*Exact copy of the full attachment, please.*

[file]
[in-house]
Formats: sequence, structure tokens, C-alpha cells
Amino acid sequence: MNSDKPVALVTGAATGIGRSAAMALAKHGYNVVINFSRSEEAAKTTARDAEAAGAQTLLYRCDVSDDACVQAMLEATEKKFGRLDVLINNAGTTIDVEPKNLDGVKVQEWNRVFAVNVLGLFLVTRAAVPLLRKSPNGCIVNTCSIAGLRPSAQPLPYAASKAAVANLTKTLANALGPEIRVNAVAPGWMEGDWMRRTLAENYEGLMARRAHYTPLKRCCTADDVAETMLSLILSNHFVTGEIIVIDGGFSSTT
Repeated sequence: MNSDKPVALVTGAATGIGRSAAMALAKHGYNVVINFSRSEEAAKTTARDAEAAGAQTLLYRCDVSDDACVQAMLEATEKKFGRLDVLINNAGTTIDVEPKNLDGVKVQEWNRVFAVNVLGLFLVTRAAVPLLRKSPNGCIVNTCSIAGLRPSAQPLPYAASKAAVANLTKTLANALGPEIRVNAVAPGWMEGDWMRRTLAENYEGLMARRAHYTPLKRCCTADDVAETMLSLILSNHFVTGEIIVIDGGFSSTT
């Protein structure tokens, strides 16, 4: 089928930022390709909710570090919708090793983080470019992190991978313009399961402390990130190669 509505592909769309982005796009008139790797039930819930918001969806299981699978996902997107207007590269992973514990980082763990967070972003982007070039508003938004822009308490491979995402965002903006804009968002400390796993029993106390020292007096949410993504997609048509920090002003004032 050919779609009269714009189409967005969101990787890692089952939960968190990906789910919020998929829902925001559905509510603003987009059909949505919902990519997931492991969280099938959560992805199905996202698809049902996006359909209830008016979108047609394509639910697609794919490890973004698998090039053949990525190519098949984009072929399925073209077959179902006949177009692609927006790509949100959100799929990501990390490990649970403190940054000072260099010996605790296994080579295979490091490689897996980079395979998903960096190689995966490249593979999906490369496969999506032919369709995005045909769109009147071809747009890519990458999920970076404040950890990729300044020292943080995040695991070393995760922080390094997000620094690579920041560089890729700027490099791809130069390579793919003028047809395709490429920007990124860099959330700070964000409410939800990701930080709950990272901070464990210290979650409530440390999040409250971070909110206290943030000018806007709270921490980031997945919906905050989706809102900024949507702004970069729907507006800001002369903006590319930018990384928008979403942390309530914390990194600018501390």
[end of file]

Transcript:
[in-house]
Formats: sequence, structure tokens, C-alpha cells
Amino acid sequence: MNSDKPVALVTGAATGIGRSAAMALAKHGYNVVINFSRSEEAAKTTARDAEAAGAQTLLYRCDVSDDACVQAMLEATEKKFGRLDVLINNAGTTIDVEPKNLDGVKVQEWNRVFAVNVLGLFLVTRAAVPLLRKSPNGCIVNTCSIAGLRPSAQPLPYAASKAAVANLTKTLANALGPEIRVNAVAPGWMEGDWMRRTLAENYEGLMARRAHYTPLKRCCTADDVAETMLSLILSNHFVTGEIIVIDGGFSSTT
Repeated sequence: MNSDKPVALVTGAATGIGRSAAMALAKHGYNVVINFSRSEEAAKTTARDAEAAGAQTLLYRCDVSDDACVQAMLEATEKKFGRLDVLINNAGTTIDVEPKNLDGVKVQEWNRVFAVNVLGLFLVTRAAVPLLRKSPNGCIVNTCSIAGLRPSAQPLPYAASKAAVANLTKTLANALGPEIRVNAVAPGWMEGDWMRRTLAENYEGLMARRAHYTPLKRCCTADDVAETMLSLILSNHFVTGEIIVIDGGFSSTT
């Protein structure tokens, strides 16, 4: 089928930022390709909710570090919708090793983080470019992190991978313009399961402390990130190669 509505592909769309982005796009008139790797039930819930918001969806299981699978996902997107207007590269992973514990980082763990967070972003982007070039508003938004822009308490491979995402965002903006804009968002400390796993029993106390020292007096949410993504997609048509920090002003004032 050919779609009269714009189409967005969101990787890692089952939960968190990906789910919020998929829902925001559905509510603003987009059909949505919902990519997931492991969280099938959560992805199905996202698809049902996006359909209830008016979108047609394509639910697609794919490890973004698998090039053949990525190519098949984009072929399925073209077959179902006949177009692609927006790509949100959100799929990501990390490990649970403190940054000072260099010996605790296994080579295979490091490689897996980079395979998903960096190689995966490249593979999906490369496969999506032919369709995005045909769109009147071809747009890519990458999920970076404040950890990729300044020292943080995040695991070393995760922080390094997000620094690579920041560089890729700027490099791809130069390579793919003028047809395709490429920007990124860099959330700070964000409410939800990701930080709950990272901070464990210290979650409530440390999040409250971070909110206290943030000018806007709270921490980031997945919906905050989706809102900024949507702004970069729907507006800001002369903006590319930018990384928008979403942390309530914390990194600018501390």